Now, from time to time – that is, on special occasions (which, I must submit, are rare in my case) – I like to indulge in a little drinking. Many people find it difficult to spend their time without imbibing a little on the night of 31st December (the night of the nights). A few days prior to 31st December, friends and neighbours start asking what your plans are for the 31st. When a neighbour asked me the same question, I replied to him saying that I was not doing anything much; I would just sit quietly in my room and have a glass or two of wine and have something to eat with it. My neighbour wanted to say something but he was holding back. At last, when he could hold back no longer, he wished his desire to have a drink with me in my room. That was the 31st of December and I wanted to say goodbye to the year in a high spirit and welcome the coming year with even more enthusiasm. I could have denied my neighbour to have a drink with me by giving some excuses, but then I thought what’s the harm in having a company who will only make the environment livelier while I drink? So, I said that he was welcome. He asked me whether I would mind if he brought in a friend of his. I said I would not. He seemed delighted to hear that. He informed me that he would join me in a few minutes.

After a while, he came to my room. Along with him came his friend and (well, yes, one more person) his brother. I looked at them, they looked at me. I was just about to say, “come, feel at home and make yourself comfortable,” but they did it voluntarily and I saved my words. The neighbour had something in his hand that was wrapped in plastic. When I asked him what it was, he placed it on the table and started unwrapping the plastic and said: “See for yourself, homie.” It was a bottle of Whiskey.

I sat on my chair. The neighbour and his friend sat on two chairs near me, while the neighbour’s brother lay down on the sofa (he didn’t join us). I had prepared salad and made omelette to eat while drinking. The neighbour suddenly had an idea and asked us to wait a few seconds till he returned. The sudden idea of the neighbour was a mystery to me. After about five minutes the neighbour returned and with him he brought a few pieces of fried chicken. “Excellent stuff!” he exclaimed. His friend gave a half smile and his brother seemed sad and occupied with some thoughts.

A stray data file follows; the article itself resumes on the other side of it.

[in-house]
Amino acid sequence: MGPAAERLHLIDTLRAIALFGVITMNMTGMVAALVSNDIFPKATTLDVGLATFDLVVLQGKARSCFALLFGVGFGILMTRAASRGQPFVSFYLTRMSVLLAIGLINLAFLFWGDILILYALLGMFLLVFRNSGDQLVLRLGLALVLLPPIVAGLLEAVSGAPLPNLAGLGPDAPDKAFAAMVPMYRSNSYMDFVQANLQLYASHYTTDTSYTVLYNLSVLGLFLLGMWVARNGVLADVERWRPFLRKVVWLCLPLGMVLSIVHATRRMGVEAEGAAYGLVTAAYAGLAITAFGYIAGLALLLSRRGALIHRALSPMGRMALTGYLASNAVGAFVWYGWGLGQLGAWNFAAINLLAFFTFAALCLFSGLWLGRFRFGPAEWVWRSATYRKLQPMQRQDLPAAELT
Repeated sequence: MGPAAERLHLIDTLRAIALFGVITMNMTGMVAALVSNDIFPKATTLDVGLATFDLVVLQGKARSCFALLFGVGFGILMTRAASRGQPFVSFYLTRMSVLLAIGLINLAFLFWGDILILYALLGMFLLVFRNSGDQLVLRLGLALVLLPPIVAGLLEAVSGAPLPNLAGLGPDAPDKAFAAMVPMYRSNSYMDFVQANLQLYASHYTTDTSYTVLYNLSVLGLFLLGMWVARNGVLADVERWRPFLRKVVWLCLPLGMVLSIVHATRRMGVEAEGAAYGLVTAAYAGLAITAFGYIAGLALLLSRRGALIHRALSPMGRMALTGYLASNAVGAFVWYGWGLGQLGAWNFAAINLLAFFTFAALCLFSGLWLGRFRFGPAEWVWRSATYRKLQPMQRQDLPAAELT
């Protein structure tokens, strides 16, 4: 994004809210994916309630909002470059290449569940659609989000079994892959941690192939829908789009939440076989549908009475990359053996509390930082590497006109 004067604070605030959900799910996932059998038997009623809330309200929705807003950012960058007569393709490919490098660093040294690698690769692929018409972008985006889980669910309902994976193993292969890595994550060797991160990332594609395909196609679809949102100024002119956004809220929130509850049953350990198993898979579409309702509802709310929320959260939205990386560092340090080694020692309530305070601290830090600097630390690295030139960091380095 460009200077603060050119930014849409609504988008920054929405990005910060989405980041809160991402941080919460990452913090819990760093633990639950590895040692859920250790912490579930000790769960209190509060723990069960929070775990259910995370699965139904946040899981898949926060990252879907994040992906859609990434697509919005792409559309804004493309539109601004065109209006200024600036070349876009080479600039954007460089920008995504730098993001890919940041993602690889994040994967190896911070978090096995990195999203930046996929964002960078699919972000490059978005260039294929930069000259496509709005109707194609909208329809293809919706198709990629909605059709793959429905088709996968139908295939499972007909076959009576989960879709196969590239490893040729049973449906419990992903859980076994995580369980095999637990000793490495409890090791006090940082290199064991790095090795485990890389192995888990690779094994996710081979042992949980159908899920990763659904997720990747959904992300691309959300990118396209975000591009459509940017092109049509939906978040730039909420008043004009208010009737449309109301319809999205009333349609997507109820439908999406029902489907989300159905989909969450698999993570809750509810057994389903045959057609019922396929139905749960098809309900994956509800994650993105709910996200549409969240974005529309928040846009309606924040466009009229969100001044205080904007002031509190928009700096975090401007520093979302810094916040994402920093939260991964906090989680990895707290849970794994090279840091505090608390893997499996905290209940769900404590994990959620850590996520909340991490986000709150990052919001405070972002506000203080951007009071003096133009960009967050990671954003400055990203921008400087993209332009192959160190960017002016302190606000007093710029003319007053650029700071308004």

I had my wine with me. The neighbour and his friend drank Whisky (which I found too strong due to its high alcohol content) and chew on the chicken pieces. The neighbour’s brother looked at us all the while and I thought he wanted to join us. “Come, join us,” I said. But he did not come. I did not know what was stopping him from doing so.

I asked the neighbour: “Doesn’t your brother drink?”

“He does or he does not,” said the neighbour, “I can’t say for sure.”

“Oh,” I said, “he is a good guy unlike us.”

“He is or he is not,” said the neighbour, “I can’t say for sure.”

As we were drinking, suddenly, once again, the neighbour got an idea and he excused himself and said he will come back soon. Right after he moved out of my room, the neighbour’s friend locked the room in a hurry and then what had to happen, did happen. The neighbour’s brother jumped from the sofa and sat right in the chair where his brother was. He poured a glass full of Whiskey and offered his thanks to some god, dipped his little finger in the glass of Whiskey, sprinkled a few droplets and, without even mixing water, he emptied the glass at one gulp. “The chicken,” he said and he had one piece, thereafter he had many more. His elder brother never came back and, after a while, after thanking me a thousand times, the neighbour’s brother and his friend went tipsy topsy out of my room.

Copyright © 2017 RAMU DAS

A Short Conversation Between Two Men In a Washroom

One man: [Enters the washroom].

The other man: It’s been a long time since I saw you here. What happened, don’t you drink enough water? But, anyway, it’s good to see you.

One man: Good to see you, too. It’s winter time, and water is cold. Don’t feel like drinking much.

The other man: Do drink a lot of water no matter it is winter or summer. I am not saying that, like some nutritionists do, for your good health, but I am saying that because that way I will have the opportunity to see you here more often.

One man: I would rather contain the water in me as long as I can than visit the washroom, as often as you do, and waste my time.

The other man: Be careful of such thoughts. Have you not heard of people accumulating stones in their bellies? It is winter, and if you contain the water in you for too long, the water would freeze, and then you would find it difficult to carry yourself with all the weight, plus, of course, you would incur unnecessary cost to remove the stones.

One man: Well… [Makes a move out of the washroom].

The other man: See you again! The sooner the better.

Copyright © 2016 RAMU DAS